Elusive Symmetry
 
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“Meanwhile Escher was also concerned with a problem to which he returned at intervals throughout his life—the transposition of music into graphic representation. He talked about this to his father, who later noted in his diary that his son was so obsessed with the problem that it gave him sleepless nights.”

[M.C. Escher: His Life and Complete Graphic Works]

Elusive Symmetry is the result of a collaboration betweeen harpist Eleanor Turner and Alan Thomas. The music on the album was inspired by the work of the Dutch graphic artist M.C. Escher (1898-1972), and was written to be performed live as part of a multimedia show created by Eleanor Turner, Alan Thomas and the hip-hop dancer Lizzie Gough in 2012. Escher’s work offers plentiful inspiration for musicians, based as it is around pattern, process, symmetry, reflection and transformation. In a sense, the work presented here represents the mirror image of the goal embodied in the quote above—how to transpose into musical form the discoveries that Escher made in the visual realm. While some of the pieces offer more or less programmatic pictures of Escher's quirky imaginary creatures, others take a more abstract approach to treating musical material in a way similar to Escher's treatment of visual material—seeking musical analogues of the elusive symmetries which so delighted him in the graphic arts.

Although Eleanor Turner and Alan Thomas are both classically trained musicians, they are also very interested in exploring new ways in which the classical style can interact with other musical influences. Hence on this disc you will hear elements of jazz, pop and electronica alongside Romantic and modern classical approaches. A key tool in exploring this interaction is the computer, which forms the third part in what is essentially a trio performance of harp, guitar and computer. Rather than a sort of karaoke scenario in which the live instrumentalists simply play along to backing tracks, the goal was to create music that enables flexibility and interaction between the performers and the computer. While in some cases the computer does indeed play back pre-recorded drum or synthesiser parts, in others it modifies or responds to the material played by the live performers in more or less predictable ways, leaving the performers the space and freedom to shape the music and interact with each other and the computer.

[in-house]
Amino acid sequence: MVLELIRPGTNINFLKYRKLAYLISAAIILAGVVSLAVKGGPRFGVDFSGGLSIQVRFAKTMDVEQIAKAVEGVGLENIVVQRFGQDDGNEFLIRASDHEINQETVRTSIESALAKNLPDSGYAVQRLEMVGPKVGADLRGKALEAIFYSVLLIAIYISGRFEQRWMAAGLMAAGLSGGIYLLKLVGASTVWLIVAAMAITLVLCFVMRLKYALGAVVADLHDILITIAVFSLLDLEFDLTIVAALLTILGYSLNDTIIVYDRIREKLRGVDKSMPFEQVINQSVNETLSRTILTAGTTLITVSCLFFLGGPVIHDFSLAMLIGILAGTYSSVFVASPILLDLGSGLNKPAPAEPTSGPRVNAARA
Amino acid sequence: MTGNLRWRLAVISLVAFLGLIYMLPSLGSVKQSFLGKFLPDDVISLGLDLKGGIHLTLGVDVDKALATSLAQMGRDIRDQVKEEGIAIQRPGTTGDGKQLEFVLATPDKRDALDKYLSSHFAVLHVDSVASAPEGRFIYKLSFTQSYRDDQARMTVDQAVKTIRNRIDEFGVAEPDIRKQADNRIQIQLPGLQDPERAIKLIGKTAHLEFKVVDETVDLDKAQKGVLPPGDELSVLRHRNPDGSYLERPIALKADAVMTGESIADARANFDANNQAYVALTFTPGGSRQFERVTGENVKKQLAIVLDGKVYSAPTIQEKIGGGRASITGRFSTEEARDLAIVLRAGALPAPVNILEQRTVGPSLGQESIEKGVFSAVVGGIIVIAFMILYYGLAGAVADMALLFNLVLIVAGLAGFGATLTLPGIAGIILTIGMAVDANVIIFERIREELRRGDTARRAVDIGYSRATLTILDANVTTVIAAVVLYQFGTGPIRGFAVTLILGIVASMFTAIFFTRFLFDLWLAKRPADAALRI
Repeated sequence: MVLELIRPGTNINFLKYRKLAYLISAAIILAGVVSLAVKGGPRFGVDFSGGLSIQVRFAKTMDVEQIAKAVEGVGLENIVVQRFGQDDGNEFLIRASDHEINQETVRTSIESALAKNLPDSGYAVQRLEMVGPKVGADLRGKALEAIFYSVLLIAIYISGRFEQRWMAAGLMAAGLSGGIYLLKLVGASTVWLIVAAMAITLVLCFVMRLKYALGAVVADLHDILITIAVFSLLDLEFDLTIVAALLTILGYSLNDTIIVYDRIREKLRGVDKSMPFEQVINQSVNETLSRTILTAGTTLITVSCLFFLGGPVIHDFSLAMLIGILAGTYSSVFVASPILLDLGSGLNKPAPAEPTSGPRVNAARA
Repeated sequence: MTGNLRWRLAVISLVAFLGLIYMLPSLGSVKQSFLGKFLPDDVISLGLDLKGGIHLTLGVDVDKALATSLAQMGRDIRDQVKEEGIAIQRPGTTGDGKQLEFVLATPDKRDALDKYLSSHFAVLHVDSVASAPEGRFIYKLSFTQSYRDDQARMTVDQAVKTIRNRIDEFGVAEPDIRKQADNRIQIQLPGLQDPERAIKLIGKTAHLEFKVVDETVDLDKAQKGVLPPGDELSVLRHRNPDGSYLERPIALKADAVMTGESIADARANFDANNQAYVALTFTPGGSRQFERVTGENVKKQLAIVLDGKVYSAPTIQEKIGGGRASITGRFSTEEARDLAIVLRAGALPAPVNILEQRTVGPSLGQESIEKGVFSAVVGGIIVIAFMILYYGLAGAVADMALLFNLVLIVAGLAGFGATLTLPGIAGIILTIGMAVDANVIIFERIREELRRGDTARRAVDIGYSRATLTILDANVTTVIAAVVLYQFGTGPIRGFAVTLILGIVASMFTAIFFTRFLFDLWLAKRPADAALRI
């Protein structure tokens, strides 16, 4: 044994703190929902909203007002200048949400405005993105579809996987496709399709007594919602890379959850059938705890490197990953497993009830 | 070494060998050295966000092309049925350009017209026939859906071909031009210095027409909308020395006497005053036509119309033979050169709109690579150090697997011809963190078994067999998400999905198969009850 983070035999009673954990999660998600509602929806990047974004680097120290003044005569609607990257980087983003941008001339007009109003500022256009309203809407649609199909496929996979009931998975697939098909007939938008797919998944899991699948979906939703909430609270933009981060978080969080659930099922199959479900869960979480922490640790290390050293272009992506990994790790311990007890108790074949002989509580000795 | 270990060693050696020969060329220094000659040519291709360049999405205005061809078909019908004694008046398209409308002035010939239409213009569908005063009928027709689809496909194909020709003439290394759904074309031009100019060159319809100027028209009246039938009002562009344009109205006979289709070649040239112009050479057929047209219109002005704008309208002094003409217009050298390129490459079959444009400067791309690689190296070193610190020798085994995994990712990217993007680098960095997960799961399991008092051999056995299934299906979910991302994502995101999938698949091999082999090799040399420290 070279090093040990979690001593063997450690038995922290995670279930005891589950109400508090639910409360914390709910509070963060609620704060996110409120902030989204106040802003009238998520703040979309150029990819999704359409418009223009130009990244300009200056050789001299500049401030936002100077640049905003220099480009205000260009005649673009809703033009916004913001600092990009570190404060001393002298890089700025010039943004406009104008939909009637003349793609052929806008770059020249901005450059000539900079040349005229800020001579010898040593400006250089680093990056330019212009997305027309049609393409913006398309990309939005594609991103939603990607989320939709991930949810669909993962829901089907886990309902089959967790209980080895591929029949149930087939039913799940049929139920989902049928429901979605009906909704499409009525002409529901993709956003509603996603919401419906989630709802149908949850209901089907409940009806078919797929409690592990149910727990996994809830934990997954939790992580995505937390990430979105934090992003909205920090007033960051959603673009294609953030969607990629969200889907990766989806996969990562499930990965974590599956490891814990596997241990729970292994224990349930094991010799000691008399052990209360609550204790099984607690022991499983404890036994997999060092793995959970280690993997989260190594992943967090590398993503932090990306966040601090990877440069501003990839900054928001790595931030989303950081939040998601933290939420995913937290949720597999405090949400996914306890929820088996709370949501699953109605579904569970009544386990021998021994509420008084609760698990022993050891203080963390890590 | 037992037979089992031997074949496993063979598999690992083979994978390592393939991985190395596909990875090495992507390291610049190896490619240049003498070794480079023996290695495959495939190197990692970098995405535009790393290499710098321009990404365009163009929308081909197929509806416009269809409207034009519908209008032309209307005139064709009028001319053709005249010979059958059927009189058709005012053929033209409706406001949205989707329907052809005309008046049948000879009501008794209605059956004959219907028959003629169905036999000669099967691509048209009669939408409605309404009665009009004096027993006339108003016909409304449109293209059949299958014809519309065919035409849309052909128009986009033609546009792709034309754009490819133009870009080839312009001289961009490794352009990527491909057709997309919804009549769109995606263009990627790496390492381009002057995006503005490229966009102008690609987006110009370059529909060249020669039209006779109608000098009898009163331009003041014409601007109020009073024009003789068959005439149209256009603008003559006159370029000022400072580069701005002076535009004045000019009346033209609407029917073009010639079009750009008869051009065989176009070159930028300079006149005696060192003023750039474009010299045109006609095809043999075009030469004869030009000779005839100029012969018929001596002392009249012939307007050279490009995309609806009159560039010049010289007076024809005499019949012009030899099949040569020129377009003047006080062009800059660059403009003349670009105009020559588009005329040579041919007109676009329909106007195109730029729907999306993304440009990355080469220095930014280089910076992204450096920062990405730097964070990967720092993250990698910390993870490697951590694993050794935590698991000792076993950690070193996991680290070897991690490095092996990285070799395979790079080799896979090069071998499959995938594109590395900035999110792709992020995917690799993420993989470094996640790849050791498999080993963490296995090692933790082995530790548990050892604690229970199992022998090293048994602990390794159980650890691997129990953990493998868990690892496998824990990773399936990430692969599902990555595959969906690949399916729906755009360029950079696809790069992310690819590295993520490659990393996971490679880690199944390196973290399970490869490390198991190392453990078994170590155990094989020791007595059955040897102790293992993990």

REVIEWS

Review from Classical Guitar magazine, September 2013


Maurits Comelis Escher is one of the world's most famous artists, whose incredible works of ‘impossible structures‘ are instantly recognisable. The music on this fascinating new CD was inspired by some of his pictures and bearing in mind the quirkiness of Escher's material, the Turner/Thomas harp and guitar duo have been very successful in their attempt to capture in music what he put down on canvas.


Every track but one makes use of a computer processing part, which takes the harp and guitar onto a different plane from what one expects from this pairing of instruments. The computer ‘part’ is far from being just used as a backing vehicle, this has a much more important role to play than that and adds depth and character to many of the pieces; the duo also makes use of a loop track, drum machine and string quartet.


The music itself is most alluring, appealing and interesting and it is this last quality which raises the attractiveness of this disc from many others I have recently come across. Some of the compositions are quite surreal and impressionistic while others are just simply, beautiful.

Steve Marsh

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